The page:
Drop-Side Cribs are Unsafe, Banned Nationwide -- Four Found and Removed from Local Thrift Store
HARTFORD, October 9 -- The Department of Consumer Protection reminds consumers and store owners that drop-side cribs are considered unsafe and have been banned for sale or resale nationwide since 2011. A recent product safety inspection of licensed thrift stores found one Meriden store with four used drop-down cribs for sale. These were immediately removed and destroyed.
“Before enacting its total ban, the Consumer Product Safety Commission (CPSC) recalled more than 7 million drop-side cribs from different manufacturers due to suffocation and strangulation hazards,” Consumer Protection Commissioner William M. Rubenstein said. “From 2000 to 2009, CPSC documented that at least 32 infants and toddlers died by suffocation or strangulation in drop side cribs, and another 14 deaths were suspected to be related to entrapment in a drop side crib. Hundreds of injuries, many serious, were also reported,” he said.
Drop-side hardware is prone to break and experience other problems during normal use, causing the side to detach from the crib. Infants and toddlers can then become entrapped or wedged between the crib mattress and the drop side and suffocate. Infants can also strangle in the “V” shape formed by a drop side that detaches in an upper corner.
A recent CPSC study found that an estimated 69 percent of thrift stores were selling at least one type of hazardous consumer product. Many of these were children's products.
“It’s critically important before buying items at tag sales and second hand stores, that consumers educate themselves about whether or not there have been safety concerns related to the items,” Rubenstein said.
Here are some tips for thrift store shoppers:
Make sure cribs meet current national safety standards (no drop side cribs) and are in good condition. Look for a certification seal.
- Check that crib slats are no more than 2 3/8 inches apart. If crib slats are too far apart, infants can slip between them and strangle.
Crib mattresses should fit snugly. If it doesn't, infants can become entrapped and suffocate.
On children’s clothing, be sure there are no drawstrings around the hood and neck. Drawstrings at the waist should not extend more than 3 inches. Drawstrings can catch on playground and other equipment, and can strangle young children.
For playpens and play yards, verify that the item you might buy has not been recalled. Recalled products include play yards with protruding hardware or rotating top rails that don't properly lock into place. Children can strangle if pacifier strings or clothing become entangled on protruding hardware. Children can be entrapped by folding play yards that collapse.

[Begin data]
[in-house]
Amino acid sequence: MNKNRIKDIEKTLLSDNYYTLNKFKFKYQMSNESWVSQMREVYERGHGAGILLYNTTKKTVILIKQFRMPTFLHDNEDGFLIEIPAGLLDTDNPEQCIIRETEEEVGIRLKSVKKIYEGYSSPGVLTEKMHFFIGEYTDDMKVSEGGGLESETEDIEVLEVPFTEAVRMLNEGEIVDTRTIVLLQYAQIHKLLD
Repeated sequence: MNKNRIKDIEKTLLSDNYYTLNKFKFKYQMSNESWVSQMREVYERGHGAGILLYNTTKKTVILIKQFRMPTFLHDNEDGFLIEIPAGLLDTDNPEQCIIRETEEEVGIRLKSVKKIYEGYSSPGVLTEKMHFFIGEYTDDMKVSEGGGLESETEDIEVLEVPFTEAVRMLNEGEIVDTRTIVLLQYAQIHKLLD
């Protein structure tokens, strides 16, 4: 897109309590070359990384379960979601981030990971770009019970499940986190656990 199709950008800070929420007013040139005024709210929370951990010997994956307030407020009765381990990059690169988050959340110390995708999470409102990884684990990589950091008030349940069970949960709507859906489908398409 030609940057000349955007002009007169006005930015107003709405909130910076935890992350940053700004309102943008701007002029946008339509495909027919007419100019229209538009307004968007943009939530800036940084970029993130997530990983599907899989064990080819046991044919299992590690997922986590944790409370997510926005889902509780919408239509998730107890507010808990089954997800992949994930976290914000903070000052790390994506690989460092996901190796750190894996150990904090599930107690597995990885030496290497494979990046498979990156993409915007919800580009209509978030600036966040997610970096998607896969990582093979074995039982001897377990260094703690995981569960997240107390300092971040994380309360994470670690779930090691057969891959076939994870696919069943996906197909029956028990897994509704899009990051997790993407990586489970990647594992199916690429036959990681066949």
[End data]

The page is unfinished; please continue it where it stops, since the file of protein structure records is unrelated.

If buying a car seat carrier, check to make sure the model you are buying has not been recalled. Car seat carrier handle locks on recalled models can unexpectedly release when used as a carrier outside of a car. Infants can fall forward and strike the ground if the handle disengages.
On bunk beds, make sure all spaces between the guardrail and bed frame and all spaces in the bed headboard and foot boards of the top bunk are less than 3 1/2 inches. Make sure there are guardrails on both sides of the top bunk. Children can become entrapped and strangle in the bed's structure or wedged between the bed and a wall and suffocate.
Millions of hazardous toy basketball nets have been recalled. Check before you buy. Children can strangle on loops or openings in these basketball nets if the nets come unhooked from the rim or have knots that slide. If children put their heads into these openings, the nets can get tangled around their necks. Toy basketball nets can present a strangulation hazard to children.
Do not buy older accordion-style child safety gates. Make sure that newer style child safety gates are used to keep children away from potentially dangerous areas, especially stairs. Older child safety gates that do not meet current safety standards can present strangulation and other hazards to young children.
Bean bag chairs with zippers that can be opened are extremely dangerous for young children. CPSC has recalled more than 12 million bean bag chairs. Young children can unzip the chairs and choke or suffocate on the small pellets of foam filling.
The Department of Consumer Protection works to educate thrift shop owners about their responsibilities regarding the sale of used products, and recommends The Resellers Guide to Selling Safer Products to shop owners, tag sale fans and anyone interested in learning more about selling and buying resale items. The agency will continue conducting statewide retail inspections with help from United States Consumer Product Safety Commission inspectors.
For more information about hazardous products, visit www.cpsc.gov and www.recalls.gov
Media Contact: Claudette Carveth
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